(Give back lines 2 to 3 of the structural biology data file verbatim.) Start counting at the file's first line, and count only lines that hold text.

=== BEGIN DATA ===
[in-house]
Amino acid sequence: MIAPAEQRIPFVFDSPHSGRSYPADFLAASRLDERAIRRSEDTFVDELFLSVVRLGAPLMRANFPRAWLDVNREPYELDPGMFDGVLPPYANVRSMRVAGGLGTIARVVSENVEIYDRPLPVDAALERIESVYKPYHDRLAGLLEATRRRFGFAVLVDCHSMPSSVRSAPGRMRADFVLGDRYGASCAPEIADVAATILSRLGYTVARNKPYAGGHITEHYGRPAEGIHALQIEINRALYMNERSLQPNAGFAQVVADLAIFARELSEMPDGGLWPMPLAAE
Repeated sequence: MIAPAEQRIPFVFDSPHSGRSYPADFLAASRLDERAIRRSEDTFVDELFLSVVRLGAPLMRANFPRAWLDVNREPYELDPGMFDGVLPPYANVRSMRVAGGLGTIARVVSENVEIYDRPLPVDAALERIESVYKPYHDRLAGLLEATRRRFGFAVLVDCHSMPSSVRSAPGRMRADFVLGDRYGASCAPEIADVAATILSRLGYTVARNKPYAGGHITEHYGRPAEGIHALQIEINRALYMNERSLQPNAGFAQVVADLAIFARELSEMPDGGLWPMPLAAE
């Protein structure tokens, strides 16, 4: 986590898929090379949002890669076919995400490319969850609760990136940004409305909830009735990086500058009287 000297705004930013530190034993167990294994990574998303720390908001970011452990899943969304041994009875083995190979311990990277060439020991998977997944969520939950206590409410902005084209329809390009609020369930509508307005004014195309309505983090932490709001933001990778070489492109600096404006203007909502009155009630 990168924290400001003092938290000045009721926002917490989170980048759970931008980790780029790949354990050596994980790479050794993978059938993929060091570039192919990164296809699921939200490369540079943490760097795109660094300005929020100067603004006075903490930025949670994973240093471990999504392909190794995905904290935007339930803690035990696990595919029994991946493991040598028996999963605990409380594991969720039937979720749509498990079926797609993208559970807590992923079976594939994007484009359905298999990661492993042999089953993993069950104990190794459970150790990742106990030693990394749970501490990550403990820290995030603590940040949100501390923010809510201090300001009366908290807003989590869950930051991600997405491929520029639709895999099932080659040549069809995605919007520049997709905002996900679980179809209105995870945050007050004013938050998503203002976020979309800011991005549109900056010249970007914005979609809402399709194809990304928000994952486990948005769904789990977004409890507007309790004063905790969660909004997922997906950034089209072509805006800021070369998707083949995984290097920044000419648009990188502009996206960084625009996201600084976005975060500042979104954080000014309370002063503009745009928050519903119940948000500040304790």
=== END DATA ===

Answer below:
Amino acid sequence: MIAPAEQRIPFVFDSPHSGRSYPADFLAASRLDERAIRRSEDTFVDELFLSVVRLGAPLMRANFPRAWLDVNREPYELDPGMFDGVLPPYANVRSMRVAGGLGTIARVVSENVEIYDRPLPVDAALERIESVYKPYHDRLAGLLEATRRRFGFAVLVDCHSMPSSVRSAPGRMRADFVLGDRYGASCAPEIADVAATILSRLGYTVARNKPYAGGHITEHYGRPAEGIHALQIEINRALYMNERSLQPNAGFAQVVADLAIFARELSEMPDGGLWPMPLAAE
Repeated sequence: MIAPAEQRIPFVFDSPHSGRSYPADFLAASRLDERAIRRSEDTFVDELFLSVVRLGAPLMRANFPRAWLDVNREPYELDPGMFDGVLPPYANVRSMRVAGGLGTIARVVSENVEIYDRPLPVDAALERIESVYKPYHDRLAGLLEATRRRFGFAVLVDCHSMPSSVRSAPGRMRADFVLGDRYGASCAPEIADVAATILSRLGYTVARNKPYAGGHITEHYGRPAEGIHALQIEINRALYMNERSLQPNAGFAQVVADLAIFARELSEMPDGGLWPMPLAAE